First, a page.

HEINKE VAN DER MERWE was not about to trade secrets as to whether Michael Bent gave him a worse time in the Ireland-South Africa international than Mike Ross does at Leinster's live scrum sessions.
"Both are great. It is the first time that I've played against Bent but I have played with Ross a few times.
"It was a great experience to be part of that (Ireland Test) as well," he said.
Leinster's other international loosehead has just been through a hectic three weeks where he added caps two, three and four for the Springboks against Ireland, Scotland and England.
The addition of Bent, a proven tighthead in New Zealand, gives Leinster international standard scrummaging on both sides of two international hookers in Richardt Strauss and Sean Cronin.
Those live sessions are driven by Ireland scrum coach Greg Feek and club captain Leo Cullen who has often cited the value of going hell-for-leather in that specialist area from his days at Leicester Tigers.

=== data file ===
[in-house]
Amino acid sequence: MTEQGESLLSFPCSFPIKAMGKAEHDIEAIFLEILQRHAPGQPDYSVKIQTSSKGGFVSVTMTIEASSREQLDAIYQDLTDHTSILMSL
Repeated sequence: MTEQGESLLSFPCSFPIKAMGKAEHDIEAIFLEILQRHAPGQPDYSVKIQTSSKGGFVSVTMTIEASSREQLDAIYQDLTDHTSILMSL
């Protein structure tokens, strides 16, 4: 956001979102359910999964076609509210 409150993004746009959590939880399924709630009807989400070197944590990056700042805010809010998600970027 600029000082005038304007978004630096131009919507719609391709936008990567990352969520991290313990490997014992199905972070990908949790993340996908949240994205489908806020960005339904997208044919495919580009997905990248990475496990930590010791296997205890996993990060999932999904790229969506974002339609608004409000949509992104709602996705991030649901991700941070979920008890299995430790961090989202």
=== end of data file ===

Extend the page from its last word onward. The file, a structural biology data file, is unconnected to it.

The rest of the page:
"Yes, that's the benefit and that's what you need - the competition. It brings out the best in players," offered Van der Merwe.
"I think, at the end of the day, that it has to be like as close to a game as possible. That is the best practice for the guys and that is what we will do in the next couple of weeks."
Indeed, the front row is an area where Leinster are making a considerable investment in time and money to unearth battle-ready operators.
The province was able to survive at Glasgow Warriors in the Pro12 last Friday without the half-dozen players mentioned above, the baton taken up by the next six in the pecking order.
"Even the A team that went away to Connacht put out another six front rowers (last Friday) to add to the six we had (against Glasgow) and the six that were away, so that bodes pretty well for us," added Schmidt.
Suddenly, the front row seems to be a flourishing resource at Leinster. It has taken time.